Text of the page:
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Dividend Tax Consequences

05 April 2012   (0 Comments)
Posted by: TaxFind™
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Dividend Tax Consequences

Question:
What are the dividend tax consequences when a dividend is distributed to a trust?

Answer:
The Income Tax Act defines any trust as a person, implying that the Trust can be taxed in its own right. Moreover there are three types of trusts:Firstly, a trust can be discretionary which means that the beneficiaries have no vested rights.In this case, it is not certain that the beneficiary will receive the income and therefore the beneficiary will not be taxed on it.

Secondly, a trust can be vesting which means that the beneficiaries have vesting rights.If a beneficiary has a vested right to the income retained in the trust, it means that that the income is effectively the beneficiary’s and will be taxed on it.Thirdly, a trust can be bewind which means that the trust does not own the assets, but that the beneficiaries are the owners of the assets.A trust, in this situation, only has the authority to manage the assets.The trust, in this case,controls and manages assets on behalf of beneficiaries who own the assets.

So in vesting and bewind trust types, the beneficiary will respectively have a vested right to the dividend or be the owner of the dividend. In both of these trust types the beneficiary is the beneficial owner of the dividend for the purposes of the dividends tax.If the beneficiary wishes to claim an exemption from the dividends tax (for example, because it is a resident company) that beneficiary must complete the prescribed Beneficial Owner Declaration Form and submit it to the company declaring the dividend.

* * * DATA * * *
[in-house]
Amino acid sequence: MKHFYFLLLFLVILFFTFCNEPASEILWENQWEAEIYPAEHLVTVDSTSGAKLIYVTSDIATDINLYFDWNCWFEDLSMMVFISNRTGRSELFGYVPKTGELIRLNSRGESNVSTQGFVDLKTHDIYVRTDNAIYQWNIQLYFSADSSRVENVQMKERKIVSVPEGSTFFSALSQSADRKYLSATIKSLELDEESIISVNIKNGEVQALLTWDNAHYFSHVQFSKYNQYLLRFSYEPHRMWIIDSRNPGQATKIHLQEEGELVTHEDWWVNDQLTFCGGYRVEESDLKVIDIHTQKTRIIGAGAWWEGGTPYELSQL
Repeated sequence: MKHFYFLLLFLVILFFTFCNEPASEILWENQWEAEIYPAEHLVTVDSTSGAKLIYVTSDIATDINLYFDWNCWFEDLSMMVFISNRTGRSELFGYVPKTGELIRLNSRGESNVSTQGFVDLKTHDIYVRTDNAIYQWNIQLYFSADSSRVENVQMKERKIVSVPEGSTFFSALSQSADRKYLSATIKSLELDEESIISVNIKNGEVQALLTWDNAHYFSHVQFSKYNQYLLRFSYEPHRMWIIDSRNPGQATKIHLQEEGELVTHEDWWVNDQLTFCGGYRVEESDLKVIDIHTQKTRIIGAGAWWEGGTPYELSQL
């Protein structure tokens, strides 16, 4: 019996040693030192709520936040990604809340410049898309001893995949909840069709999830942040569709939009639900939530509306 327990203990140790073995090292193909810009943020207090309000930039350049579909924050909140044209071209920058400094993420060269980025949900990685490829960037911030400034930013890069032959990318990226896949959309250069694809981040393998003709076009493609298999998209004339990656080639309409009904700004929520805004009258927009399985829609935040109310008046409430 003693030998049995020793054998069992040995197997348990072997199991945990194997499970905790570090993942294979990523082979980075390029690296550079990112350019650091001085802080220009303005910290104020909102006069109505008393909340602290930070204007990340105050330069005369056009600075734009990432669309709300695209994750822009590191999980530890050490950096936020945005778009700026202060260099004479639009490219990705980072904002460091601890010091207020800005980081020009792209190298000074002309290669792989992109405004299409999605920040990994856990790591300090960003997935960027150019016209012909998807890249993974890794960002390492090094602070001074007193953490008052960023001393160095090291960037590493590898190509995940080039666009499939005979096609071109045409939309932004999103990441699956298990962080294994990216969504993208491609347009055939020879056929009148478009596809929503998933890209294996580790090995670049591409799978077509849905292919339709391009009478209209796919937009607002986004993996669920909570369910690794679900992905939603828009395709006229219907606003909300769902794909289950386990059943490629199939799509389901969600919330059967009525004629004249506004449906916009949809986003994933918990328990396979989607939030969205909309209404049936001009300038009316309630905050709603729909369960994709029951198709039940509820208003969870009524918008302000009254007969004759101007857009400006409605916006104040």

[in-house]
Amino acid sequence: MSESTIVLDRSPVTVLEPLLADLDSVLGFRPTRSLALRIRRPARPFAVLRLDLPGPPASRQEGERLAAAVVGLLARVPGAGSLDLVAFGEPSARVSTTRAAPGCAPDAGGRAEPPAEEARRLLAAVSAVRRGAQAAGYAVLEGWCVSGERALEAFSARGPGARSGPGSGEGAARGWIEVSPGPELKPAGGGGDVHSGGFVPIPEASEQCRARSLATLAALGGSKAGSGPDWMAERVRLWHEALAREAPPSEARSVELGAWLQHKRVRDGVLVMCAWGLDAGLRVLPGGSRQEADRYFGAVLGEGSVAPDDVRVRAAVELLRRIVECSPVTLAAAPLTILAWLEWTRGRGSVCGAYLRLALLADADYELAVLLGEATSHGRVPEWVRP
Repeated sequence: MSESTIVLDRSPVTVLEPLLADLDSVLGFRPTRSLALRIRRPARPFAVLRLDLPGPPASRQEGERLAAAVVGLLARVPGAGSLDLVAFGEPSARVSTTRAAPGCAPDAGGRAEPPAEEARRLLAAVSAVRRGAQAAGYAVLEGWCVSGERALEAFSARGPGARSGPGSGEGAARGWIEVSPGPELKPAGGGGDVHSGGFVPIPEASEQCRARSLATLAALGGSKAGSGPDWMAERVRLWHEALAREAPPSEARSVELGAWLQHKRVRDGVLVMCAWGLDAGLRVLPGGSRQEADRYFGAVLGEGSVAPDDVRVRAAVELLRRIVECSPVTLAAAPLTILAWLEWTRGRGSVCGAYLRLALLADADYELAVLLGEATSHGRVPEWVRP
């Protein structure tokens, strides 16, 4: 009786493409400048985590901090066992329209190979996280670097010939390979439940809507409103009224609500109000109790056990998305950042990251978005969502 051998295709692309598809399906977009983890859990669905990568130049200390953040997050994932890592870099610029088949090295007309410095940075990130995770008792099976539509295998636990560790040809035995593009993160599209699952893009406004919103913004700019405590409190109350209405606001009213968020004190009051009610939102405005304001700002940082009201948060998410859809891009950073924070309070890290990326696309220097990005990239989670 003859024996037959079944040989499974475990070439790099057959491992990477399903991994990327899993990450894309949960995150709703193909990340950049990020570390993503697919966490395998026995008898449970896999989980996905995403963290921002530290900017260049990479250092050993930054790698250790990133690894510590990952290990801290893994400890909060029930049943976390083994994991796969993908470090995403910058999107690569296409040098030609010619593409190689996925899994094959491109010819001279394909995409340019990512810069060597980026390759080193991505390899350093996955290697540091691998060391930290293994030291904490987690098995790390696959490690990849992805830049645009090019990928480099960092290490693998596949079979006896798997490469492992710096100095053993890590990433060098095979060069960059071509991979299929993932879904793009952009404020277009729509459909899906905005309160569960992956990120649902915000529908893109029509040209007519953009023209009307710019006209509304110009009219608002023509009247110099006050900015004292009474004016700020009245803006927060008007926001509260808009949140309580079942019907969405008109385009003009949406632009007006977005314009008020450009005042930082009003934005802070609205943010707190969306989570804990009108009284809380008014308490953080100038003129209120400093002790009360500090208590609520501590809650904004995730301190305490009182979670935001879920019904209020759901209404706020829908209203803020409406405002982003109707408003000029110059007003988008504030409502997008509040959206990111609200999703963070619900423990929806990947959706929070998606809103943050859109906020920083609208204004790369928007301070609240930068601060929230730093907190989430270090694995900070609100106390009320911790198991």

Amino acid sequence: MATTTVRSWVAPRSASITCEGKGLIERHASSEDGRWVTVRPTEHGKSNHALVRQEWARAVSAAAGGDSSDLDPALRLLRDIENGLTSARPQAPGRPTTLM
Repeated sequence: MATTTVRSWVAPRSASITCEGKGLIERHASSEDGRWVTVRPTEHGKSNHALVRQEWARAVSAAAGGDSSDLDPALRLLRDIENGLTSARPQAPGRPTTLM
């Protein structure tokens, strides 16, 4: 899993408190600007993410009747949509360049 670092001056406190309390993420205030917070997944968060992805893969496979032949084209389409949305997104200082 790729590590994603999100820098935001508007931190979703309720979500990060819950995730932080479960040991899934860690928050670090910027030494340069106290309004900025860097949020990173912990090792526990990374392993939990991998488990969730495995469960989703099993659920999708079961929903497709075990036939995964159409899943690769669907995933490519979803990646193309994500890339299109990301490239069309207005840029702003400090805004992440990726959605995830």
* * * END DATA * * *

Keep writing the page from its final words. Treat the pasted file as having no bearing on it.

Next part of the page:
The Dividend Tax discourse would change if the trust is a Discretionary Trust.In the case, of a discretionary trust-type,the trust will be the beneficial owner of a dividend unless the trustees have:

•Vested that dividend in a beneficiary before the date on which the dividend is paid or becomes payable by the company declaring it; or

•Vested the dividend after the date on which the dividend becomes paid or payable but before the end of that year of assessment of the trust, in which case the beneficiary will be the beneficial owner of the dividend.Thus,provided that vesting takes place in the same year of assessment, sections of the Income Tax Act will deem the dividend to have been received by or accrued to the beneficiary during the year of assessment thereby making the beneficiary the beneficial owner of the dividend for dividends tax purposes.

Should the trustee fail to vest the dividend during the same year of assessment in which it was received by or accrued to the trust, the trust will be the beneficial owner of the dividend and the company paying the dividend must withhold the dividends tax at 15%.

The dividend will become part of the trust capital and will lose its character as a dividend in subsequent years of assessment.It follows that no refund to an exempt beneficiary such as a resident company will be possible in these circumstances because the beneficiary would never have become the beneficial owner of the dividend.A refund would, however,be possible as long as the vesting of the dividend occurs during the same year of assessment in which the dividend was received by or accrued to the trust.

Source: By Mahomed Kamdar, Technical Advisor, SAIPA (Tax Professional)


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